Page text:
The Association for Specialist Fire Protection welcomes the recommendations from the Independent Review of Building Regulations and Fire Safety, which it believes offer a brave and mature approach aimed at helping to deliver a safer built environment. However, the ASFP believes that the recommended reforms should be applied to cover the great majority of buildings rather than focusing solely on high risk residential buildings (HRRBs). Third-Party Product Certification The Association particularly welcomes the introduction of mandatory sign off procedures to be policed by the JCA The ASFP welcomes the focus on ensuring fire safety is considered early in the design process and also strongly supports the suggestion that third-party product certification be made mandatory. The Association also supports the introduction of the Joint Competent Authority (JCA) to provide coordination between the Health and Safety Executive, Local Authority Building Control and the Fire and Rescue Services. The Association particularly welcomes the introduction of mandatory sign off procedures to be policed by the JCA to ensure satisfactory completion of progress at the crucial Gateway Points of: Planning Permission, Permission to Build and Permission to Occupy. High Risk Residential Buildings Niall Rowan ASFP CEO states: “The ASFP supports the report as aiming to deliver a better built environment with fire safety given the proper consideration it deserves. We believe the focus on high risk residential buildings (HRRBs) is a good place to start, but we would like to see many of the recommendations rolled out progressively to cover the great majority of buildings since the issues raised are applicable to all buildings and not just HRRBs.” The greater emphasis on considering fire safety early in the design process" “The greater emphasis on considering fire safety early in the design process and so building what was designed is in alignment with the work we have been doing with RIBA on the creating a Fire Safety Overlay for the RIBA Plan of Works. Furthermore, to have a dedicated Dutyholder is also a logical step in coordinating fire safety throughout the construction process and prevents responsibility being passed onto others when problems arise.” Combustible Materials In High Rise Buildings “The ASFP also strongly supports the suggestion that third-party product certification be made mandatory. This is something for which we have been campaigning for many years.” The Association also notes that the final report does not ban the use of combustible materials in high rise buildings, which is strongly supported by many, including some of its own members. The ASFP commends Dame Judith for setting out a framework for the complete overhaul of the regulatory The ASFP commends Dame Judith for setting out a framework for the complete overhaul of the regulatory, testing and enforcement system, rather than introducing such ‘quick-fix’ measures but recognizes that such changes may take many years to implement and that some interim requirements may be necessary. Passive Fire Protection Products The ASFP also believes that severely restricting the use of assessments in lieu of tests (desktop studies), is impractical because these are needed for the huge number of combinations and variations of passive fire protection products. While the process of issuing such assessments is well established in the construction industry and works well in the vast majority of cases, the ASFP recommends that there is a need to significantly tighten up on the process, especially for products and systems used in external envelopes. Restrictions should be placed on who is permitted to undertake assessments in lieu of tests and the qualifications, experience and training required must be clearly defined.
The Association for Specialist Fire Protection (ASFP) has entered into an agreement with MPI Group to accredit the Corrodere Thin Film Intumescent Coatings Training Course, a new module under the Train the Painter coating applicator training program. Intumescent coatings are applied to structural steel either on or off site to prevent structural failure in the event of fire but it is essential that such fire protection coatings are applied correctly. This new training and certification program covers all the requirements for the successful application of thin film intumescent coatings and can only be conducted by approved training providers, who are Affiliate members of the Train the Painter Scheme. Two-Day Basic Coatings Course Those with no recognized qualification must undertake a three-day program A one-day course is available to applicators who have already completed the Train the Painter Bronze, Silver or Gold (or equivalent) course for other types of coating and obtained a Train the Painter Card. Those with no recognized qualification must undertake a three-day program which includes a two-day basic coatings course followed by the one-day thin film intumescent coatings applicator course. The three-day course includes two-days of general modules on Health and Safety; Paint Materials; Airless Spray Equipment; and Plural Component Spray. The one-day thin film intumescent coatings course provides an overview of the characteristics and Quantity Requirements for such coatings; Details of documentation, Training and application, Dry Film Thickness; Quality Control and Inspection Equipment. Thin Film Intumescent Coating The applicator must pass a theory examination for both parts of the course and a practical assessmentThe applicator must pass a theory examination for both parts of the course and a practical assessment after the thin film intumescent coatings module. The practical assessment aims to ensure that candidates can demonstrate they are competent in the specific tasks required to safely and effectively applying a thin film intumescent coating to a defined parameter or specification. Successful candidates will be awarded a Thin Film Intumescent Coating Applicator Qualification approved by BRE and ASFP. On achieving the qualification candidates obtain a 5-year CSCS ID Card. Those with less than 1600 hours of coating application experience can obtain an Orange Trainee Thin Film Intumescent ID Card; while those with over 1600 hours of experience can obtain a Red Thin Film Intumescent ID Card. Passive Fire Protection Product Announcing the agreement, ASFP CEO Niall Rowan said: “The ASFP has long recognized the importance of correct installation for all types of passive fire protection product, including those products and coatings aimed at protecting structural steelwork.” We look forward to working with the MPI Group on this new specialist module" “We are pleased to accredit the new Corrodere Thin Film Intumescent Coatings Training Course which aims to ensure that applicators are competent and have the skills and understanding to undertake this vital fire protection work. The Train the Painter scheme is an established program which offers a recognized qualification for all types of coating applicator and we look forward to working with the MPI Group on this new specialist module.” Correctly Applied Intumescent Coatings Welcoming the ASFP’s support for the new module, Andrew Deere of MPI Group declared: “We are very pleased to have the endorsement and support of such an important organization as ASFP for our Thin Film Intumescent Coating Course.” “We look forward to working with the ASFP team to bring the course to market to help improve standards and quality of work within the industry, to raise awareness of the importance of correctly applied Intumescent coatings and most importantly improving levels of health and safety in the workplace.”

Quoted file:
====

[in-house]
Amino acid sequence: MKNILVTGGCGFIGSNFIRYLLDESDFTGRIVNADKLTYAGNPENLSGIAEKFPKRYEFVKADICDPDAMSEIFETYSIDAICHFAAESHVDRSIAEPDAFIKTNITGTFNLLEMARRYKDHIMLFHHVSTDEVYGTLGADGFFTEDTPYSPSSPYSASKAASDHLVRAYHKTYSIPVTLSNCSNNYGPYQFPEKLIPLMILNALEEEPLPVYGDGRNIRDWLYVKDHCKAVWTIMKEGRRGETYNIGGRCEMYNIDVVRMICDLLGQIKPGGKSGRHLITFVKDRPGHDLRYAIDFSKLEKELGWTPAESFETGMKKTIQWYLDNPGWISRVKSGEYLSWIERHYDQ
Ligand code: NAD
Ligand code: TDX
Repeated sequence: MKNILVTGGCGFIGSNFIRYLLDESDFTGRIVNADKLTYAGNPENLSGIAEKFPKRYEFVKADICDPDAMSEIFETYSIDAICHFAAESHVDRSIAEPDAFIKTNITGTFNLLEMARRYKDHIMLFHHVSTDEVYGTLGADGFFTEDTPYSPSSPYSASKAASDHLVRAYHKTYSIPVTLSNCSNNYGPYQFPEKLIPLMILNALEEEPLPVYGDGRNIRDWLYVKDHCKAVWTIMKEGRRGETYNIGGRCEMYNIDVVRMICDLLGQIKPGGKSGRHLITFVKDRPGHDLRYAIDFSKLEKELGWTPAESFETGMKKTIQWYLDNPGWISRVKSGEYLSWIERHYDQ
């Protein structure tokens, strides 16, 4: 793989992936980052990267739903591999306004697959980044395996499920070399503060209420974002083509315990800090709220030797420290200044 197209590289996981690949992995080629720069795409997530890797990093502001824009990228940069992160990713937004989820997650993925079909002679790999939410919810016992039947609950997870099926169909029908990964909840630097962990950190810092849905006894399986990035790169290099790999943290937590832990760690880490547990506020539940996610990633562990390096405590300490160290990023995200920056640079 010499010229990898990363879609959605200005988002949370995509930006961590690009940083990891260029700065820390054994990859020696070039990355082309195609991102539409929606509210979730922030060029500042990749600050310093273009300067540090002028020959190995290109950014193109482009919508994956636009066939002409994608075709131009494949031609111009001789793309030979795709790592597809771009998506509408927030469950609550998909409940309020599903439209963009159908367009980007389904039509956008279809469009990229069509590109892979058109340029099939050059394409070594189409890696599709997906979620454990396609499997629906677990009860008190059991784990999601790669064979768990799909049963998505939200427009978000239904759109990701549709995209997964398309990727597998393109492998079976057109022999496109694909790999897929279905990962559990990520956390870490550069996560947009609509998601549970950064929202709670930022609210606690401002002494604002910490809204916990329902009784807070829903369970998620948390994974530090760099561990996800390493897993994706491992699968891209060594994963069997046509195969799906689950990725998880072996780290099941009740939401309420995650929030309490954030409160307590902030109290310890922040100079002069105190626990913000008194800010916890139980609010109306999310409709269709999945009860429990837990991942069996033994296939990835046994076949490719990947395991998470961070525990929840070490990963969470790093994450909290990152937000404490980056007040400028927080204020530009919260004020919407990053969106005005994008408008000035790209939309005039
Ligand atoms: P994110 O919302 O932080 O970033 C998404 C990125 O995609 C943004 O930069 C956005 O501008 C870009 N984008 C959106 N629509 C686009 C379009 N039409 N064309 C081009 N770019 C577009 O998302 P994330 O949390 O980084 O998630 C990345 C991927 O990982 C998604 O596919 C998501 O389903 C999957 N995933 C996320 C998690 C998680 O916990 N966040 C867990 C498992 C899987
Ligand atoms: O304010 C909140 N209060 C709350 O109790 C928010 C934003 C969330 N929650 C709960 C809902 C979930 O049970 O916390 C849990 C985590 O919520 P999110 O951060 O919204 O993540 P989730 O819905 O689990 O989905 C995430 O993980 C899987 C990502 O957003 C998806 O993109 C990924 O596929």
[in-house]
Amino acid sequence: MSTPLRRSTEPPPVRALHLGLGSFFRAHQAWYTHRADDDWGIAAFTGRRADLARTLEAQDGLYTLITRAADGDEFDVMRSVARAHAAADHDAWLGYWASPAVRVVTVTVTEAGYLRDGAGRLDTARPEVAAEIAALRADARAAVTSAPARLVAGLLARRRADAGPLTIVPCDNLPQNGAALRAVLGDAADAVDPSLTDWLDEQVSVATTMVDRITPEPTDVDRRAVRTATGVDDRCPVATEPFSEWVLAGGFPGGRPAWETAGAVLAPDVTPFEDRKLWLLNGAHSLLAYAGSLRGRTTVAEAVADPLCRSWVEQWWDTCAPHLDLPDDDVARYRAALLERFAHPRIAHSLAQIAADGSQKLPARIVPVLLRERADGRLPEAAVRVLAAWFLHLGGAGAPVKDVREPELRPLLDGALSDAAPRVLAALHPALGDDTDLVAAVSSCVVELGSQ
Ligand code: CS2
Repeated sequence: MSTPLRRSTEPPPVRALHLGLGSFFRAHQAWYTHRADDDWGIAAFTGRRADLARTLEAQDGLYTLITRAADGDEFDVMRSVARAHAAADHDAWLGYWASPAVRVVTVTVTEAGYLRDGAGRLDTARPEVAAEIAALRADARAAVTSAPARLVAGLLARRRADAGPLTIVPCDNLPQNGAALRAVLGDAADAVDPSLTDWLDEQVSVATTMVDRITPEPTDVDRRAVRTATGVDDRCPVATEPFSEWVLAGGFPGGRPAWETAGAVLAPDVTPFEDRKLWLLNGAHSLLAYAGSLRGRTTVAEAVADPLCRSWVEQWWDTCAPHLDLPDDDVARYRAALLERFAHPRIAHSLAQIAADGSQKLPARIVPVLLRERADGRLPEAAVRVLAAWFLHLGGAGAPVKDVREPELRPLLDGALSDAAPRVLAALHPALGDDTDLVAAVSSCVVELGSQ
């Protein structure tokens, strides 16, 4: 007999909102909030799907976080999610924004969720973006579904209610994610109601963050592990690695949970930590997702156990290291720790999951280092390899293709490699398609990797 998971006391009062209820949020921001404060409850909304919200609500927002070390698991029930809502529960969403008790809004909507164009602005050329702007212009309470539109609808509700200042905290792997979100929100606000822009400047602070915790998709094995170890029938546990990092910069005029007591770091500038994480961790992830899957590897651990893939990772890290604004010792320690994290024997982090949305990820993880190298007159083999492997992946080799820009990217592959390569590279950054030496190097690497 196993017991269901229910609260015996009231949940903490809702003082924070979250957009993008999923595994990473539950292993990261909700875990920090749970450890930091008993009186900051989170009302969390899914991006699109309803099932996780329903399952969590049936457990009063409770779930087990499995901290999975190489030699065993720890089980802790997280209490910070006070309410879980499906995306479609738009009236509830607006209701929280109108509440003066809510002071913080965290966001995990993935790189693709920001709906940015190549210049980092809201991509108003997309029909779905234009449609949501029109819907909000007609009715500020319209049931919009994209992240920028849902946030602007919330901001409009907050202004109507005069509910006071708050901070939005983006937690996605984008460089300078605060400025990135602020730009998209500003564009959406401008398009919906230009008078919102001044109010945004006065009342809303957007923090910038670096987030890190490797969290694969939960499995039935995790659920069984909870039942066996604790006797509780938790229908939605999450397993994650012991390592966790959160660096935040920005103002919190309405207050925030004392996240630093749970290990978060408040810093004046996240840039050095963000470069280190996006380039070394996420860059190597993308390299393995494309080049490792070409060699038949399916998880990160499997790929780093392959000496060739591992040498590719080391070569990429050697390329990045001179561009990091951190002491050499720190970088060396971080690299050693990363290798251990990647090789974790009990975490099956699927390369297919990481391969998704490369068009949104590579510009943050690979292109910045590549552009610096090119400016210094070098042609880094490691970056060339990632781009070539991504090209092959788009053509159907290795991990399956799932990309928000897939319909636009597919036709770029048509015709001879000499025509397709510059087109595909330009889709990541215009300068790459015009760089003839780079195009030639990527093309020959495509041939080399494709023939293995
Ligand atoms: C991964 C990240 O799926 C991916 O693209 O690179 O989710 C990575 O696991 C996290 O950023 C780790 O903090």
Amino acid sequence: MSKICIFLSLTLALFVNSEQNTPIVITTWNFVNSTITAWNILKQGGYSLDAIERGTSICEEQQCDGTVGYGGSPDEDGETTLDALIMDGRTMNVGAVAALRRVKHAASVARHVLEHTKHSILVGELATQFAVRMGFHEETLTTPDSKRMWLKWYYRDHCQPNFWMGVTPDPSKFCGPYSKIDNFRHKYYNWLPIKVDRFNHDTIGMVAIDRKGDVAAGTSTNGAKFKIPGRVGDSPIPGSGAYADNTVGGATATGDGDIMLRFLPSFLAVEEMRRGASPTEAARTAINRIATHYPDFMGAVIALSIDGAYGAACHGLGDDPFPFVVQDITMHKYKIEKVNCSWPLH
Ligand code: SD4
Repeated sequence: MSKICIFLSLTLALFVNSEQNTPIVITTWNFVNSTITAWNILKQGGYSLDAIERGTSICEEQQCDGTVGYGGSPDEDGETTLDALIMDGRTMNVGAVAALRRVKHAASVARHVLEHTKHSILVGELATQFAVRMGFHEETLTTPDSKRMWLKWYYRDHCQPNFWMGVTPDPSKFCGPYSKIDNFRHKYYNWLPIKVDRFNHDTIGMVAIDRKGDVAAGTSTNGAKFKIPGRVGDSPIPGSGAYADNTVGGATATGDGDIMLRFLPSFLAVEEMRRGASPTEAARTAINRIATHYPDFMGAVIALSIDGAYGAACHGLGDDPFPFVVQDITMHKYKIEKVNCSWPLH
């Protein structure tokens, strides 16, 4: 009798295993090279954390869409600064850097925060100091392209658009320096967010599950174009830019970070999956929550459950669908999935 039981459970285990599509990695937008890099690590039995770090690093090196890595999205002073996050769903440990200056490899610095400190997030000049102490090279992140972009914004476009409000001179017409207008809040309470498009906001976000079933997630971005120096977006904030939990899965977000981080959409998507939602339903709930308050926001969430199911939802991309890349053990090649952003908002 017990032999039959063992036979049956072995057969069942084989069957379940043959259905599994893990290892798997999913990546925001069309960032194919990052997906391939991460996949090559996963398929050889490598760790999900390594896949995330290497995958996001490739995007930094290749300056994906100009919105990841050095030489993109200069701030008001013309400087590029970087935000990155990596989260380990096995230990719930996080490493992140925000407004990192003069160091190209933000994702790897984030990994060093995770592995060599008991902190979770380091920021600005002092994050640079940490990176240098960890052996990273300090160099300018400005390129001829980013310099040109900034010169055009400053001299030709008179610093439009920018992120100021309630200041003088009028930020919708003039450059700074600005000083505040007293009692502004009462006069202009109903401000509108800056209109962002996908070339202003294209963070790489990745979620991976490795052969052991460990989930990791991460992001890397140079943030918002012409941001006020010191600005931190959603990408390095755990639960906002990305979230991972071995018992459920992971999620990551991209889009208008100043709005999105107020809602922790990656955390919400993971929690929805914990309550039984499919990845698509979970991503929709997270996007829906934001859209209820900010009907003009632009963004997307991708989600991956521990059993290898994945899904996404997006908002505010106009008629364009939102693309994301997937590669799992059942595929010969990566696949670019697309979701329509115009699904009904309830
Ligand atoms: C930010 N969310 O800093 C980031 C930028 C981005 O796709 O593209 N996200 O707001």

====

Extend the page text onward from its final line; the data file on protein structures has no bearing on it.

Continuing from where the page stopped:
The Association for Specialist Fire Protection (ASFP) is pleased to announce that the Royal Institute of British Architects (RIBA) launches a consultation on a new RIBA Plan of Work for Fire Safety. The document represents the culmination of work which was initiated in 2016 when the ASFP convened a panel of stakeholders from across the built environment to investigate how fire protection could be improved throughout the construction cycle. All identified a number of issues with the construction process, including: fragmentation within the construction design and build process, multiple sub-contracting and inadequate inspection of works during construction and on completion. Supporting Adequate Fire Risk Management Working with AHMM Architects, the stakeholder group recognized that developing a Plan of Work for Fire Safety, which complemented the existing RIBA work plan methodology, would provide a recognizable route for improvement. The work took on greater urgency following the devastating fire at Grenfell Tower in June 2017 and the ASFP commends RIBA for taking the initiative forward to develop this vital resource for design and construction teams and building owners. The new RIBA Plan of Work ensures there is a detailed specification for fire protection at the design stage The new RIBA Plan of Work ensures there is a detailed specification for fire protection at the design stage and a schedule for fire throughout the construction process. The Plan of Works includes sign offs as construction progresses, with all information reaching the end-user to support adequate fire risk management. Improving Safety Of Built Environment The new document also reflects the recommendations of the Hackitt review, which called for a greater focus on the roles and responsibilities and a ‘Golden thread’ throughout a building’s lifecycle. The review also recommended the introduction of mandatory sign off procedures at the key Gateway Points of: Planning Permission, Permission to Build and Permission to Occupy. ASFP CEO Niall Rowan stated: “The ASFP welcomes the launch of this important consultation which represents a vital step forward in improving the safety of our built environment. We have long called for fire to be considered much earlier in the construction process and this new document clearly sets out the requirements and responsibilities at each stage of the process, from original design and throughout the life of the building, including changes and refurbishments later in the building’s life.” “The document represents the successful conclusion of many months of work involving a wide range of stakeholders from across the construction industry and as such we hope will gain strong support and recognition.”